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# Artificial Intelligence Problem Set 1

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Artificial Intelligence Problem Set 1
Problem 1. (20 pts) Rush Hour
Consider the following “Rush Hour” puzzle. Recall that the rules for solving the
puzzle are that vehicles can move only back or forward (no turning). The goal is to get
the red car out of the parking lot through the exit at right.
2.1 (1 pt) Solve the problem and present your solution.
2.2 (7 pts) Give as accurate an estimate as you can for the size of the problem space
for this puzzle. (The estimate should be for this instance of the puzzle, not a “general”
estimate for an arbitrary Rush Hour puzzle.) Explain the rationale behind your
estimate.

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5/5 - (2 votes)

Artificial Intelligence Problem Set 1
Problem 1. (20 pts) Rush Hour
Consider the following “Rush Hour” puzzle. Recall that the rules for solving the
puzzle are that vehicles can move only back or forward (no turning). The goal is to get
the red car out of the parking lot through the exit at right.
2.1 (1 pt) Solve the problem and present your solution.
2.2 (7 pts) Give as accurate an estimate as you can for the size of the problem space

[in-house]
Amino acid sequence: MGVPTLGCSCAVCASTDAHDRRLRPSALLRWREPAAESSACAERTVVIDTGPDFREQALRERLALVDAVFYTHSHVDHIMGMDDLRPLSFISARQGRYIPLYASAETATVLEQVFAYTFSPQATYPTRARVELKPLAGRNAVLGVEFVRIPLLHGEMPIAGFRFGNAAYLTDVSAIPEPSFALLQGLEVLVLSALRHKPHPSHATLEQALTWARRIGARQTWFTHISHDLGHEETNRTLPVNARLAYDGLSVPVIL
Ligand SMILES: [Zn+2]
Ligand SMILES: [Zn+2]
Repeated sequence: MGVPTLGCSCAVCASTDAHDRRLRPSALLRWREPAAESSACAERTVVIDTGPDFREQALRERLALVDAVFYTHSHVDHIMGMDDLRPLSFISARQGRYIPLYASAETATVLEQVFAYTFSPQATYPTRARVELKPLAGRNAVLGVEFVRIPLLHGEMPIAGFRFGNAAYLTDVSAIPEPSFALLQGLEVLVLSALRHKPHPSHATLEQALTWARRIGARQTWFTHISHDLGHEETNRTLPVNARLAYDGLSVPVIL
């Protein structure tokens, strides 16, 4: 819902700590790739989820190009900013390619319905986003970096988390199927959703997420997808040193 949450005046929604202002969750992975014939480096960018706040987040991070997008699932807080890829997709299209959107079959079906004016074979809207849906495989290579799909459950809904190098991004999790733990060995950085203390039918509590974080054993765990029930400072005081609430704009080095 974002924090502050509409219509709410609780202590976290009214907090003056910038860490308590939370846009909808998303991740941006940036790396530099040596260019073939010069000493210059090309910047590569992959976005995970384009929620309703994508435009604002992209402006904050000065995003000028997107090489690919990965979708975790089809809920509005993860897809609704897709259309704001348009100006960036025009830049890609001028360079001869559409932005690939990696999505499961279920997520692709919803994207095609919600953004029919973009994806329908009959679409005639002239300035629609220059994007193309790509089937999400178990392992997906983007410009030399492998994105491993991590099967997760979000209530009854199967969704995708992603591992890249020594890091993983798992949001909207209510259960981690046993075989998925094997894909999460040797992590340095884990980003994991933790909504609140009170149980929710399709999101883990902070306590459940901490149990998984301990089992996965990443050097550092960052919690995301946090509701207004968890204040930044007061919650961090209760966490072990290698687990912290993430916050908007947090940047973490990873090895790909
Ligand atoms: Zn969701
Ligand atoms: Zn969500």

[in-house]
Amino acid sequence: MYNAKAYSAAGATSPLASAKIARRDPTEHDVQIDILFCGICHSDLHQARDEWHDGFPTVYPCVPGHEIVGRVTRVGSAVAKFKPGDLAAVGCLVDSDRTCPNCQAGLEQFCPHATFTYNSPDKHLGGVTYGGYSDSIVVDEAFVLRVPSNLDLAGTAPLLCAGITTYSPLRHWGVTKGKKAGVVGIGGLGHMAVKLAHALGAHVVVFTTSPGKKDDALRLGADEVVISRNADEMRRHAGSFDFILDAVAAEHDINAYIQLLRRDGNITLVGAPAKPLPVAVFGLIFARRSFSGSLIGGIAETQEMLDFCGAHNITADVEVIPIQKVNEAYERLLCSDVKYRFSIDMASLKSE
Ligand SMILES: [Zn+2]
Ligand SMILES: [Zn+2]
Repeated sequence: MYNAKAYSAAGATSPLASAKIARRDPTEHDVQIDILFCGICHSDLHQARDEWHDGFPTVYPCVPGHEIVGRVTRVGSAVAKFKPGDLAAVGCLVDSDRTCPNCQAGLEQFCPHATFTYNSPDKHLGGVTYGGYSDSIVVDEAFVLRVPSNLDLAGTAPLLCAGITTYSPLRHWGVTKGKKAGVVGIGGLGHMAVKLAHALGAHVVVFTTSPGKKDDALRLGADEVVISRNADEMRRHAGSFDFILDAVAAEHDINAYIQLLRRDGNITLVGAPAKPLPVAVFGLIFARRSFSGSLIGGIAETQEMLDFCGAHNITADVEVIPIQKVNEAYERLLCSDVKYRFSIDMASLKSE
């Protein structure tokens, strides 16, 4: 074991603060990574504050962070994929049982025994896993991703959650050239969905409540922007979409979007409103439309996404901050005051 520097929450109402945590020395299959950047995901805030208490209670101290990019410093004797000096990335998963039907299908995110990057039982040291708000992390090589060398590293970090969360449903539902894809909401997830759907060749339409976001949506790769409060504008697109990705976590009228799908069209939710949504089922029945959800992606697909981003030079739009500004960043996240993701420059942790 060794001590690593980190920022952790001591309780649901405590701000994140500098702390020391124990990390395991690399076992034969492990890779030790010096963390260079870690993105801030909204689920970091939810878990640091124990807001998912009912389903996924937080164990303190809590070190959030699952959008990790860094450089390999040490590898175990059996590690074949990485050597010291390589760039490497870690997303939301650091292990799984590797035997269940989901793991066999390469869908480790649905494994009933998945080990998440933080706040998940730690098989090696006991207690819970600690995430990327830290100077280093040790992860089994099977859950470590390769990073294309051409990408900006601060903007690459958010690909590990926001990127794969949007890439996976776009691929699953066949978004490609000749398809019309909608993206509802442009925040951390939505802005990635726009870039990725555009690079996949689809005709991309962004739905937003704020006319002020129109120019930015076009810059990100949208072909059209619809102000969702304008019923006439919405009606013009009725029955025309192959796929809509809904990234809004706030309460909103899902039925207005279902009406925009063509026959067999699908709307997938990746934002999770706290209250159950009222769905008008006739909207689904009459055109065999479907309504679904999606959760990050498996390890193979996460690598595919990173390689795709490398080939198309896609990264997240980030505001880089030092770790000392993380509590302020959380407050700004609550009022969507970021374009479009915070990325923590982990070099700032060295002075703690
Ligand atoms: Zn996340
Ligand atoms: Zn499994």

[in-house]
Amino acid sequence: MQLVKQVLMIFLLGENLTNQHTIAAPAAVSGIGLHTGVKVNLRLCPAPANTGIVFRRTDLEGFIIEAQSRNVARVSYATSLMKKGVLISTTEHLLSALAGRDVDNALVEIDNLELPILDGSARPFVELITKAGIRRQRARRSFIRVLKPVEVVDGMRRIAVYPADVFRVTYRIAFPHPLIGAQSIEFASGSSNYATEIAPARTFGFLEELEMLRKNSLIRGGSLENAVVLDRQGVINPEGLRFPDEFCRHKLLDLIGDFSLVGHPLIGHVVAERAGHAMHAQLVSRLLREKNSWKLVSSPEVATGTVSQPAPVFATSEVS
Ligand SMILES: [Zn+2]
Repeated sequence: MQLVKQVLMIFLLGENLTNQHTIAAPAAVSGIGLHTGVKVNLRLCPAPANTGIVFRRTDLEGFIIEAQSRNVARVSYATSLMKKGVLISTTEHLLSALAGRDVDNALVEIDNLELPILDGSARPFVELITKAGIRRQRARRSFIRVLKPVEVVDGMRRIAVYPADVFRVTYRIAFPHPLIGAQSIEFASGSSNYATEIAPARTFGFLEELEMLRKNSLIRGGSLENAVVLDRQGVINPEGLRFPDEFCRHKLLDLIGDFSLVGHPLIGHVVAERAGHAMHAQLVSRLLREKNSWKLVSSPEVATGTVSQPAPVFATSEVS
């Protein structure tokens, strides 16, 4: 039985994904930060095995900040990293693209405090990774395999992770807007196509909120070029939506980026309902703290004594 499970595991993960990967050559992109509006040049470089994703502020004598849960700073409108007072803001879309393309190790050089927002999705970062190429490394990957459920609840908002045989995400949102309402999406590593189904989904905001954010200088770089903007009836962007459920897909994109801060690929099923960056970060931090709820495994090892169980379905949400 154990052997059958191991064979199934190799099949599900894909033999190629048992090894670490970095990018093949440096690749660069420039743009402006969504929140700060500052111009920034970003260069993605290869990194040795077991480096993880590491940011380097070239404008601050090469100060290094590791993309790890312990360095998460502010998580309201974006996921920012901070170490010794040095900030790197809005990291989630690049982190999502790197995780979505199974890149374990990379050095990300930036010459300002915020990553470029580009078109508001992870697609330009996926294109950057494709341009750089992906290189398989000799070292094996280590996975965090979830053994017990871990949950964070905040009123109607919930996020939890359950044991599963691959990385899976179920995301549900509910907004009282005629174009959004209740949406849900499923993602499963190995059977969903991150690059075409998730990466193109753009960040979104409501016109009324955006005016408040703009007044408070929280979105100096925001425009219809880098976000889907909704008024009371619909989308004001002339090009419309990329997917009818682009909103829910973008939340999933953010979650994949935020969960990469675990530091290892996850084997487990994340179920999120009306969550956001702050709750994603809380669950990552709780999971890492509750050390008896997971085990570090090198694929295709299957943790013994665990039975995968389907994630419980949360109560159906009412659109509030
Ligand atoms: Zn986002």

for this puzzle. (The estimate should be for this instance of the puzzle, not a “general”
estimate for an arbitrary Rush Hour puzzle.) Explain the rationale behind your
estimate.
2.3 (7 pts) Suggest a plausible “h” function that would be appropriate for A* search
for a general instance of the Rush Hour puzzle. (The function should be a non-trivial
but easily computable underestimate of the number of moves required to solve the
puzzle from a given position.)
2.4 (5 pts) Did your solution in 2.1 have features in common with (e.g.) depth-first
search? Breadth-first search? Means-ends analysis? Would bidirectional search be a
good idea for this puzzle? Why or why not?
Problem 2. (15 pts) Bidirectional Search
Answer problem 3.15 (p. 116) in the Russell-Norvig text.
Problem 3. (15 pts) Turing and Searle
Choose your favorite of the “objections” from either the Turing or Searle papers and
write a short paragraph or two explaining why you find that particular objection
particularly provocative (regardless of whether you actually agree or disagree with it).
Problem 4. (50 pts) Implementing Depth-First Search
Consider the “milk-can transfer” problem shown in class. (Briefly: there are two 40-
quart cans, both full; one empty five-quart can; and one empty four-quart can. Your
job is to transfer milk between the cans without spilling until there are two quarts in
each of the smaller cans.)
5.1 (5 pts) With as much accuracy as you can, calculate the size of the problem space
for this problem. (Or, to put it another way: how many distinct achievable states are
there?)
5.2 (45 pts) Write, in whatever language you prefer, a depth-first search algorithm that
solves the milk-transfer puzzle and show a well-documented printout of your program
and solution. Try to experiment with variations on the basic DFS algorithm shown in
class: for instance, you might want to experiment with a version that maintains both
an “open” and “closed” (i.e., “already-tested”) list of nodes.

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